This article reports findings of a study using the National Longitudinal Survey of Youth (NLSY79) to test the rational choice theory that discrimination discourages investments in human capital. Nearly 60% of the study sample (N=5585) reported job-hiring discrimination (race, nationality, sex, or age) between 1979 and 1982 and they were found to invest more in job training programs and additional schooling between 1983 and 1998 than those reporting no such discrimination. White males were found to have the greatest advantage over black males and females in regard to job training and over black females in regard to additional schooling. Findings suggest that appeals to affirmative action policies and programs based on race and sex remain warranted.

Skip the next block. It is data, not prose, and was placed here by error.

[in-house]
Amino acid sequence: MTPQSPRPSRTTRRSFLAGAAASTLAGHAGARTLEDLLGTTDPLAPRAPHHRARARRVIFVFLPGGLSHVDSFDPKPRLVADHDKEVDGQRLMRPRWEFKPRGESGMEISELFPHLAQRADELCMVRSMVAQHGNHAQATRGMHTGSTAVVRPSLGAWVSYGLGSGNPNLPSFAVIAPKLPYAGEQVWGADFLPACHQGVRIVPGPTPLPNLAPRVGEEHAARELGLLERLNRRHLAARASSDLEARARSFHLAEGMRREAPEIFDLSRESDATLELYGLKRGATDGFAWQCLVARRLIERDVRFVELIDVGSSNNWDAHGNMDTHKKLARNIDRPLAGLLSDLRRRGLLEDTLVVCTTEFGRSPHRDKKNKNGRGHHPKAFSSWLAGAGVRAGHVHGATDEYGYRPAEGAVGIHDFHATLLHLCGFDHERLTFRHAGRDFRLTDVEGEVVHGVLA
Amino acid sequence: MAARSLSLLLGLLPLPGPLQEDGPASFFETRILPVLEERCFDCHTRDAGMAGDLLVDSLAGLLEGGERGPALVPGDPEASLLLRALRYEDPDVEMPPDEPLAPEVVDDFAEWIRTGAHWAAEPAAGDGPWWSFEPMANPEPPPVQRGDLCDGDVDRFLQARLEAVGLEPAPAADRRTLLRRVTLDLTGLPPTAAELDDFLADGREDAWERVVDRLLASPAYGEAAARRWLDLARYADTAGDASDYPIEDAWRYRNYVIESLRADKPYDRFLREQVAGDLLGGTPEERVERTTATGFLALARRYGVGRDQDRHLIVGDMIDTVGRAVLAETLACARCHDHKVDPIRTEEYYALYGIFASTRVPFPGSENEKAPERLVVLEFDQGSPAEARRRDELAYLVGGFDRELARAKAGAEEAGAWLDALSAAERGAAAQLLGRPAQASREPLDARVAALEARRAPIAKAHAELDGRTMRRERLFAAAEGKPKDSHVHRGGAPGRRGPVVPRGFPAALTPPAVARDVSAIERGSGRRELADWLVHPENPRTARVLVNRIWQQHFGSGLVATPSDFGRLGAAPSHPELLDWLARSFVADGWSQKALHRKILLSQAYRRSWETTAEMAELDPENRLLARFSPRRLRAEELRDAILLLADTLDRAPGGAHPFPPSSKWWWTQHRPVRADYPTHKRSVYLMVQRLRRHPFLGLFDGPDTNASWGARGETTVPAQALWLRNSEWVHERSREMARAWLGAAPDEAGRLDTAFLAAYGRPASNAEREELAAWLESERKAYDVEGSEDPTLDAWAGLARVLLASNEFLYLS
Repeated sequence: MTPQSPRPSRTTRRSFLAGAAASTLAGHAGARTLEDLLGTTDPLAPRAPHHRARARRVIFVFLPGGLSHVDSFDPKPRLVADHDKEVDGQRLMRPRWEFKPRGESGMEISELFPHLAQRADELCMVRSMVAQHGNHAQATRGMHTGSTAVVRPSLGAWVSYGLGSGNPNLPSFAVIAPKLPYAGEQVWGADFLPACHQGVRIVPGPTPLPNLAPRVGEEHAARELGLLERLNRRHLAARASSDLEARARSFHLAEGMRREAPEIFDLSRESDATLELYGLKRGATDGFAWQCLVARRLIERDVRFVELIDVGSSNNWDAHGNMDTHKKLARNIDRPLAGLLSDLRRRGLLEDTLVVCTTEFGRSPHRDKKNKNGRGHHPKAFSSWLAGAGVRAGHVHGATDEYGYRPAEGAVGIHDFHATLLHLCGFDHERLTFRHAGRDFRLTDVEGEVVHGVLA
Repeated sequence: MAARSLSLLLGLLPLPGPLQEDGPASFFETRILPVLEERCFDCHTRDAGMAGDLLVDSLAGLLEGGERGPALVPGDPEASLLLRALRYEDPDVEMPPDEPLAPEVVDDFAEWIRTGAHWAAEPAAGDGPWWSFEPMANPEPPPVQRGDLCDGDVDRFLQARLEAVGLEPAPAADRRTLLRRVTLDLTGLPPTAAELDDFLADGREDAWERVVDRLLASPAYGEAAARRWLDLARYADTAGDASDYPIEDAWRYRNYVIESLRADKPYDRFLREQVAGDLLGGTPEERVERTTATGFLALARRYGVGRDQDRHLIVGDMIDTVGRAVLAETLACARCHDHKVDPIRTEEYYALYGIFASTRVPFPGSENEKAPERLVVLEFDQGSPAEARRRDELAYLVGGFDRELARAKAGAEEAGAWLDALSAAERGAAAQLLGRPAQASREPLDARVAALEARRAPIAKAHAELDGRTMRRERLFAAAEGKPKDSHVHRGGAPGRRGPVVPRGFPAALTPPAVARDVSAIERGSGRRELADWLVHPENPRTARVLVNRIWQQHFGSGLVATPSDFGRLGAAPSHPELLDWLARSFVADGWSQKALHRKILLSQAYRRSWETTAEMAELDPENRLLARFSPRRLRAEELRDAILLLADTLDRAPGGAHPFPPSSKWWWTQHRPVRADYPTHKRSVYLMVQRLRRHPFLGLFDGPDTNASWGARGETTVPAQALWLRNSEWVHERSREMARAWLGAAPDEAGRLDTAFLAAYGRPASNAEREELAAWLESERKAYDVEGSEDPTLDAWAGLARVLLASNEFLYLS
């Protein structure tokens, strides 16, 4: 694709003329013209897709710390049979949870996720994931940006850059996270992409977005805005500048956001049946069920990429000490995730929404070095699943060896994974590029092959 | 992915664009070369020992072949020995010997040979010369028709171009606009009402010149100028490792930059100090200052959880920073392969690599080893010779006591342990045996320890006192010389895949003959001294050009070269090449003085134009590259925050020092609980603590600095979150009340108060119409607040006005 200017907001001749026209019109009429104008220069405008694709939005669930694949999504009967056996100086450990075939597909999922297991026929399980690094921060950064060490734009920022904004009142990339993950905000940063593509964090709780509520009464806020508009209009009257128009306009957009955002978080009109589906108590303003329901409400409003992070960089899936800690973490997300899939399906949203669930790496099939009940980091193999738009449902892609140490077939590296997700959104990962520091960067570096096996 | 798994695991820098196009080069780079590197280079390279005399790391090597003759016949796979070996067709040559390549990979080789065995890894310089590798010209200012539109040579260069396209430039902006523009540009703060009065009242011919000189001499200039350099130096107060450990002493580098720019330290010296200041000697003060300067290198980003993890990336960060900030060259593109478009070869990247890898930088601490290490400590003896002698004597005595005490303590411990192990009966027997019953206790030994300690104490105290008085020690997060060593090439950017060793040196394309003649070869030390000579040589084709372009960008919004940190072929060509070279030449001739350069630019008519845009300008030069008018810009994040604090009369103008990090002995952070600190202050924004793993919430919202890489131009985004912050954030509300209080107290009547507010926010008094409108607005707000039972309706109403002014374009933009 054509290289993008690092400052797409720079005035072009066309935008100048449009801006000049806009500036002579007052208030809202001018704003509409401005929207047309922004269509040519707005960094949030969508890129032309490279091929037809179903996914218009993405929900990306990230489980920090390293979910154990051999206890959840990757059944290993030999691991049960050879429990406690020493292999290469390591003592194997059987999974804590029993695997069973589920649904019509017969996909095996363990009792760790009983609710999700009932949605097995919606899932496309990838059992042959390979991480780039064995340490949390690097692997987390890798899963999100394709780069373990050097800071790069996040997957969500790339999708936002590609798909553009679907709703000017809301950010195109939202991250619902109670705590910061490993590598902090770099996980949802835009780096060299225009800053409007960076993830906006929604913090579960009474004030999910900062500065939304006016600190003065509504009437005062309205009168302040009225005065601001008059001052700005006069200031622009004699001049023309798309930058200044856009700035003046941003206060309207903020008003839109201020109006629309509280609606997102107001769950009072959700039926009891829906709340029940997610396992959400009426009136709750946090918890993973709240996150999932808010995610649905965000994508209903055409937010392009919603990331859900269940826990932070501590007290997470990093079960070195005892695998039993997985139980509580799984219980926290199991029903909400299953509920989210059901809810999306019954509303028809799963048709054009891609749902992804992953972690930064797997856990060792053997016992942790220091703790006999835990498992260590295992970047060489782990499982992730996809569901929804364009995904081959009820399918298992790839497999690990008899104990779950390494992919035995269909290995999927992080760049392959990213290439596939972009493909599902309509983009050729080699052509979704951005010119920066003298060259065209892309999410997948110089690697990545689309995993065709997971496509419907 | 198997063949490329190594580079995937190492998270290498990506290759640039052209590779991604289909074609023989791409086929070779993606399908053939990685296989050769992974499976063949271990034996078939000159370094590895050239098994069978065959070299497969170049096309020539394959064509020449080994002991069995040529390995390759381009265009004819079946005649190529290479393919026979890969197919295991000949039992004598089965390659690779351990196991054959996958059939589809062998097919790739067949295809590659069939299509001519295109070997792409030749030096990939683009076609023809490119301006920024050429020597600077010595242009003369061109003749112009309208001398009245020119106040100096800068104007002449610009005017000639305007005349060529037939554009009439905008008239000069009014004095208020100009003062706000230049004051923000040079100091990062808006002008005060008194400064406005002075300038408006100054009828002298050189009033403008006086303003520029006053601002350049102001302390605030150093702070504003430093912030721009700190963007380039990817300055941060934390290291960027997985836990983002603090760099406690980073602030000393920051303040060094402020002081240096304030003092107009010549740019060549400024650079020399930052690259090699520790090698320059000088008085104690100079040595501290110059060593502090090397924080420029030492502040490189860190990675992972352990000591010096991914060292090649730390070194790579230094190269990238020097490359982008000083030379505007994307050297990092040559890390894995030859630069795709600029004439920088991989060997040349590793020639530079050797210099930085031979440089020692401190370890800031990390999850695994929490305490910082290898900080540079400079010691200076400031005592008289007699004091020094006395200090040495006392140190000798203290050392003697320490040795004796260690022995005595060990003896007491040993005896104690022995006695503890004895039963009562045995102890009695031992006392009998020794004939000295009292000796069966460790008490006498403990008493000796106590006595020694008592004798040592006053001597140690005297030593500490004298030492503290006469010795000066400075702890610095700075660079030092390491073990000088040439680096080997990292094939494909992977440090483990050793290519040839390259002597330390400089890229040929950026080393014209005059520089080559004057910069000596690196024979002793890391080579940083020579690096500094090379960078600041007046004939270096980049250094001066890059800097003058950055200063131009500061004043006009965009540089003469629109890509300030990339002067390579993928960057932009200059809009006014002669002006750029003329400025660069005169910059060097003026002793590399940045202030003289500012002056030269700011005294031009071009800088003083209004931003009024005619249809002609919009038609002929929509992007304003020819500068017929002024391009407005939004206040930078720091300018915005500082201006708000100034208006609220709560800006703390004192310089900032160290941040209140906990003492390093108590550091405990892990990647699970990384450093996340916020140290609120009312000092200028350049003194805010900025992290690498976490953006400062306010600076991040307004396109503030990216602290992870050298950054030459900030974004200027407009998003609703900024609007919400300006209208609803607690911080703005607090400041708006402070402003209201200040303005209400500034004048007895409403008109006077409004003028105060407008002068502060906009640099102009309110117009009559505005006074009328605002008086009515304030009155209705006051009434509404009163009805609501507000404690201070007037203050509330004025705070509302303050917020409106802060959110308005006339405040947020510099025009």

"Discrimination and Human Capital: A Challenge to Economic Theory & Social Justice,"
The Journal of Sociology & Social Welfare: Vol. 29
, Article 8.
Available at: http://scholarworks.wmich.edu/jssw/vol29/iss2/8